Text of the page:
Bible Study: 17 Pentecost, Proper 19 (C)

September 15, 2013

Dorian Del Priore, Virginia Theological Seminary

“Which one of you, having a hundred sheep and losing one of them, does not leave the 99 in the wilderness and go after the one that is lost until he finds it?” (Luke 15:4)

The Revised Common Lectionary (RCL) readings:
Jeremiah 4:11-12, 22-28 ; Psalm 14; 1 Timothy 1:12-17; Luke 15:1-10

Jeremiah 4:11-12, 22-28

God is absolutely frustrated. His people are not just simply foolish or prone to making mistakes. No, his people are skillfully evil. They have become corrupt to the point that it may be time to wipe the slate clean. God desires to bring a hot wind to scorch and judge. It is almost as if God is going to roll back all the good that he created. He obviously is not happy about the state of his relationship with his people. You know it is bad news when the mountains and hills are quaking and the birds take flight to get out of Dodge.

God’s judgment seems final. Everything is laid to ruin. What could be left? What grace can be found in this? So much for a loving God.

“Yet I will not make a full end” (v. 27).

I am reminded of the song, “Beautiful Things,” by the group Gungor, in which they sing, “You make beautiful things. You make beautiful things out of the dust.”

Judgment is a declaration of opinion, but it is not condemnation or abandonment. God’s judgment here allows for engagement with his people, a shift in relationship in order to begin anew. God creates out of dust. God can make new things out of broken and ruined things, much like new growth that arises from the ashes of a forest fire. That new growth is hope birthed from the dirt of our brokenness before God.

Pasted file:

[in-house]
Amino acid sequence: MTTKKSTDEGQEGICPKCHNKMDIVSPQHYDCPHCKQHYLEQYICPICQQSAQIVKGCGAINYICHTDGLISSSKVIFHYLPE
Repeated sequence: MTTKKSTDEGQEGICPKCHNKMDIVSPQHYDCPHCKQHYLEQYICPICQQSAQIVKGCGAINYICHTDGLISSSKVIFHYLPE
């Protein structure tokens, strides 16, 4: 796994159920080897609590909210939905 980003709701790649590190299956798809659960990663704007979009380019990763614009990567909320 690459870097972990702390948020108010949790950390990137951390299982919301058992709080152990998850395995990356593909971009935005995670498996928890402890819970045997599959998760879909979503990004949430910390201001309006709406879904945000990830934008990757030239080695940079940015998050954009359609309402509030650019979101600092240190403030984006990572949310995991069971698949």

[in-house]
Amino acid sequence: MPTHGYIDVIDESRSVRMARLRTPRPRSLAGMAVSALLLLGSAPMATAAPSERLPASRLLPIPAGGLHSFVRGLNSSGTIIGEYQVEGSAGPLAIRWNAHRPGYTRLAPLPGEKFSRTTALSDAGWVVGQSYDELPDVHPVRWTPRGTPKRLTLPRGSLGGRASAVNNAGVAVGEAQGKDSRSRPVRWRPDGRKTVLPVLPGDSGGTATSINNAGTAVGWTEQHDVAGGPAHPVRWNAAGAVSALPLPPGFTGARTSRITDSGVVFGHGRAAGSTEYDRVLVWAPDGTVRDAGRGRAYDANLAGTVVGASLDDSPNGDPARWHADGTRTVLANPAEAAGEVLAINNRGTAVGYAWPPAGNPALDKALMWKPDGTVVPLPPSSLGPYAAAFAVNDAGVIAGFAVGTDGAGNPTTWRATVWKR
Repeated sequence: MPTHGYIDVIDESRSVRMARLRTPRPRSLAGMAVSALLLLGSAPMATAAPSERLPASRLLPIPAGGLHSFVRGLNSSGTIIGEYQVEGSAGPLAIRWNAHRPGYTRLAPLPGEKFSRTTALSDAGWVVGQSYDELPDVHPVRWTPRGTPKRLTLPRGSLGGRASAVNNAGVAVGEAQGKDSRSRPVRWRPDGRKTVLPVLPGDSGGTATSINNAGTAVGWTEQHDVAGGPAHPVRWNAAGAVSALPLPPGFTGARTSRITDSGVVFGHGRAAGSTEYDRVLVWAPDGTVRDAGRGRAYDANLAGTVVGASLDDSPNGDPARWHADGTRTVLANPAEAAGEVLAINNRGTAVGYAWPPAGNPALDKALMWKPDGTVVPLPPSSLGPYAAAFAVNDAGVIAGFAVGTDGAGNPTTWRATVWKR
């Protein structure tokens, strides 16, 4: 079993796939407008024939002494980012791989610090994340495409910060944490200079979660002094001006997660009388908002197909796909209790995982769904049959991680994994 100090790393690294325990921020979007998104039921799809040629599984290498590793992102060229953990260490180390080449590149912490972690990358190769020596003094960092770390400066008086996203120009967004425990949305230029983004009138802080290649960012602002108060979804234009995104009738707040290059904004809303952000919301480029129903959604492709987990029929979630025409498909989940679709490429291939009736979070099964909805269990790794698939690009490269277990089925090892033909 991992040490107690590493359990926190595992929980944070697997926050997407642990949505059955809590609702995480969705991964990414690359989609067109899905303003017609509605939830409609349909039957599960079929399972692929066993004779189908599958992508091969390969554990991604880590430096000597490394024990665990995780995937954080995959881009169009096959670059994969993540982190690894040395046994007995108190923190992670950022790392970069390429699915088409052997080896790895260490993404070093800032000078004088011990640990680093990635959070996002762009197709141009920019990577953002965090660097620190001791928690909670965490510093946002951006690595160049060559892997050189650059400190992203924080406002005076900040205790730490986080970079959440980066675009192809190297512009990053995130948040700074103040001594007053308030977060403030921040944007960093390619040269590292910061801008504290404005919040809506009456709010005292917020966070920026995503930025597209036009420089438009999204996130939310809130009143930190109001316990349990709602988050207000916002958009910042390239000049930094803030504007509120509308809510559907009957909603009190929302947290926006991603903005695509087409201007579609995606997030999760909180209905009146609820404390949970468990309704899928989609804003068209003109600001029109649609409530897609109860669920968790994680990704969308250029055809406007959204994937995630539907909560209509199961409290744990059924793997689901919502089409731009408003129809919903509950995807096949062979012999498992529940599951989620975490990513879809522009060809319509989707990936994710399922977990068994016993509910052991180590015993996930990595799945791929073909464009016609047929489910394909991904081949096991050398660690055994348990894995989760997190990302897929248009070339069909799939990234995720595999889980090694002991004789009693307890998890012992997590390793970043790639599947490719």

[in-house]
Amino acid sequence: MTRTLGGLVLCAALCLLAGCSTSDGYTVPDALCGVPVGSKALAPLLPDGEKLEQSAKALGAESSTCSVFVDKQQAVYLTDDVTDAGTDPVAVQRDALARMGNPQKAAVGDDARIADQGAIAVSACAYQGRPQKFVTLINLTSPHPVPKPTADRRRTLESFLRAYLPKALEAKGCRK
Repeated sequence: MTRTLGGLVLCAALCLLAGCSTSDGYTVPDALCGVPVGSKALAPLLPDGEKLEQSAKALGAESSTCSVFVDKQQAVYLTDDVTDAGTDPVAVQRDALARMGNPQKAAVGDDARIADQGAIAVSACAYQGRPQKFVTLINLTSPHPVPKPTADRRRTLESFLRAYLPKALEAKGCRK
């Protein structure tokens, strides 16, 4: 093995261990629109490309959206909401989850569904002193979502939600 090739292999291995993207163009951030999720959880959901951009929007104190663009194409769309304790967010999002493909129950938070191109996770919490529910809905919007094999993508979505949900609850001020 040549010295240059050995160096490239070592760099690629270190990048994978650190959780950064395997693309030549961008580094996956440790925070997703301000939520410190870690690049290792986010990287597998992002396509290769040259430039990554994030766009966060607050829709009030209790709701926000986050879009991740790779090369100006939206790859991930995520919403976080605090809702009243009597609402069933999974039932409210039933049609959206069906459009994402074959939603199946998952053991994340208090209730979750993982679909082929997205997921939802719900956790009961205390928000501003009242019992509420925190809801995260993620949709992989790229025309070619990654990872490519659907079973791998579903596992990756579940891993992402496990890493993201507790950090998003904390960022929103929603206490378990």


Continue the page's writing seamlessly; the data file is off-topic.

How can we recognize when we become spiritually desolate, separated from God?

In what ways are we made into fertile soil by our brokenness?

Do you see hope in your brokenness? How so?

Psalm 14

In his Letter from Birmingham Jail on April 16, 1963, Martin Luther King, Jr., wrote: “Injustice anywhere is a threat to justice everywhere.”

Psalm 14 captures this reality perfectly. When corruption and evil have permeated society, all are affected, even those who are innocent, and often times, especially those who are innocent. But ultimately, this psalm is a prayer that points beyond the immediate suffering and offers comfort and assurance. It reminds those who are subject to corruption, those who are oppressed, that they will find refuge in God. Hope is found in the promises of God’s care for his people.

What other passages offer you the assurance of God’s comfort and refuge?

How can you be a prophetic witness (much like prayer in action) of God’s refuge for those who are oppressed?

1 Timothy 1:12-17

Paul had a personal encounter with the risen Lord, Jesus Christ. When people encounter Jesus, their lives become changed. This is true of many in the gospel stories, from disciples to blind beggars, and whatever happened on that road to Damascus left Paul a changed man. It broke him. It broke him open.

Paul was skilled at evil, and he acknowledged that he was a man of violence. He had become a land of desolation, laid out in ruin. But it was from these ashes that Jesus began a new work. When Paul was broken open at his encounter with Jesus, he became fertile soil in which grace could work and love could grow.